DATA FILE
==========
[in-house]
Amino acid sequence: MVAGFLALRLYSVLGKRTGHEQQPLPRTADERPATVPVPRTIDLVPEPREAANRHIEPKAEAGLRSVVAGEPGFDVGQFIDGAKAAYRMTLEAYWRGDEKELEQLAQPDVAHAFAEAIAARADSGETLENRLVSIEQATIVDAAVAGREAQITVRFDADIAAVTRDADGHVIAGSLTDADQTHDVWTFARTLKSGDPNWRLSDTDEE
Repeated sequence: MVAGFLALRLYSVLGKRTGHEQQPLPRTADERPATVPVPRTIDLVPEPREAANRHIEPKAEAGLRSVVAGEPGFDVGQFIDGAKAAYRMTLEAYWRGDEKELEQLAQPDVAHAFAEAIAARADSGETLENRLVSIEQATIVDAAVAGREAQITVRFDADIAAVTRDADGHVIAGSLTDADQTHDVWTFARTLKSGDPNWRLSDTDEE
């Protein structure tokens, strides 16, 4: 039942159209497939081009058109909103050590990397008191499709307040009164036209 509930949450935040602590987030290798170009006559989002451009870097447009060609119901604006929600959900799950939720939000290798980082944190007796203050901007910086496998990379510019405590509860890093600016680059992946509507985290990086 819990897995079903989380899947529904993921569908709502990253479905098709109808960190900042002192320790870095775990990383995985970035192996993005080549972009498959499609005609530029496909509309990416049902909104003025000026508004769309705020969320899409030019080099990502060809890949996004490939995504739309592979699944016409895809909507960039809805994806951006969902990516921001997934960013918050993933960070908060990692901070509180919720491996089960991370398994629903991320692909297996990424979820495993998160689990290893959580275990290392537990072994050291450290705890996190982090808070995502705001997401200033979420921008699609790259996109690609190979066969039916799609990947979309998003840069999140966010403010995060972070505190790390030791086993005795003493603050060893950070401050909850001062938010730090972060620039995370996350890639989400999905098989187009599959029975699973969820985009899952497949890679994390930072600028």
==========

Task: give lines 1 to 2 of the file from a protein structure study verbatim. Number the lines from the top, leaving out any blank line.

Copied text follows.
[in-house]
Amino acid sequence: MVAGFLALRLYSVLGKRTGHEQQPLPRTADERPATVPVPRTIDLVPEPREAANRHIEPKAEAGLRSVVAGEPGFDVGQFIDGAKAAYRMTLEAYWRGDEKELEQLAQPDVAHAFAEAIAARADSGETLENRLVSIEQATIVDAAVAGREAQITVRFDADIAAVTRDADGHVIAGSLTDADQTHDVWTFARTLKSGDPNWRLSDTDEE